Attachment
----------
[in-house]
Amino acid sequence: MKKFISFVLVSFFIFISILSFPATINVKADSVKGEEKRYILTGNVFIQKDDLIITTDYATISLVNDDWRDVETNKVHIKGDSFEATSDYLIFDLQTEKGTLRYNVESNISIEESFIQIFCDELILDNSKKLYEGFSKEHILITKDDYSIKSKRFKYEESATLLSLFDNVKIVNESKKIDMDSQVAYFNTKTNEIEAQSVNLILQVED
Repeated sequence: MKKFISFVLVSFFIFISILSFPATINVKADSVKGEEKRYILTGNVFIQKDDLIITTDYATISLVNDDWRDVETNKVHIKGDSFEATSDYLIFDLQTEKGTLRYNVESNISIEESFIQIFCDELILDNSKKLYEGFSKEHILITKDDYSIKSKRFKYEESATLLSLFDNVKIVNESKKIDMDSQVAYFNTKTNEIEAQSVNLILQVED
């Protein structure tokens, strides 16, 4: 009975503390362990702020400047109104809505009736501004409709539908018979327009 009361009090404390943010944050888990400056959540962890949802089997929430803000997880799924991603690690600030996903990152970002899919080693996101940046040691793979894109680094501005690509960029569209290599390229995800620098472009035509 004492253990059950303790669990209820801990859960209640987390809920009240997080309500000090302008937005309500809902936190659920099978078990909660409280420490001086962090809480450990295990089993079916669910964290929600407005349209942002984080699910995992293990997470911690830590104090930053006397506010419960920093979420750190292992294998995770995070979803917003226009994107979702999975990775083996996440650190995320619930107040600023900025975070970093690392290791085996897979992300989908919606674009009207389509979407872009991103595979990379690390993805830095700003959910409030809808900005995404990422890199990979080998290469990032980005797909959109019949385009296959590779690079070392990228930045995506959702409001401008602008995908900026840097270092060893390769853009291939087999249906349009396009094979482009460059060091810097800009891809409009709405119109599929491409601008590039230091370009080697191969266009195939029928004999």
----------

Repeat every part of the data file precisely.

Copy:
[in-house]
Amino acid sequence: MKKFISFVLVSFFIFISILSFPATINVKADSVKGEEKRYILTGNVFIQKDDLIITTDYATISLVNDDWRDVETNKVHIKGDSFEATSDYLIFDLQTEKGTLRYNVESNISIEESFIQIFCDELILDNSKKLYEGFSKEHILITKDDYSIKSKRFKYEESATLLSLFDNVKIVNESKKIDMDSQVAYFNTKTNEIEAQSVNLILQVED
Repeated sequence: MKKFISFVLVSFFIFISILSFPATINVKADSVKGEEKRYILTGNVFIQKDDLIITTDYATISLVNDDWRDVETNKVHIKGDSFEATSDYLIFDLQTEKGTLRYNVESNISIEESFIQIFCDELILDNSKKLYEGFSKEHILITKDDYSIKSKRFKYEESATLLSLFDNVKIVNESKKIDMDSQVAYFNTKTNEIEAQSVNLILQVED
């Protein structure tokens, strides 16, 4: 009975503390362990702020400047109104809505009736501004409709539908018979327009 009361009090404390943010944050888990400056959540962890949802089997929430803000997880799924991603690690600030996903990152970002899919080693996101940046040691793979894109680094501005690509960029569209290599390229995800620098472009035509 004492253990059950303790669990209820801990859960209640987390809920009240997080309500000090302008937005309500809902936190659920099978078990909660409280420490001086962090809480450990295990089993079916669910964290929600407005349209942002984080699910995992293990997470911690830590104090930053006397506010419960920093979420750190292992294998995770995070979803917003226009994107979702999975990775083996996440650190995320619930107040600023900025975070970093690392290791085996897979992300989908919606674009009207389509979407872009991103595979990379690390993805830095700003959910409030809808900005995404990422890199990979080998290469990032980005797909959109019949385009296959590779690079070392990228930045995506959702409001401008602008995908900026840097270092060893390769853009291939087999249906349009396009094979482009460059060091810097800009891809409009709405119109599929491409601008590039230091370009080697191969266009195939029928004999």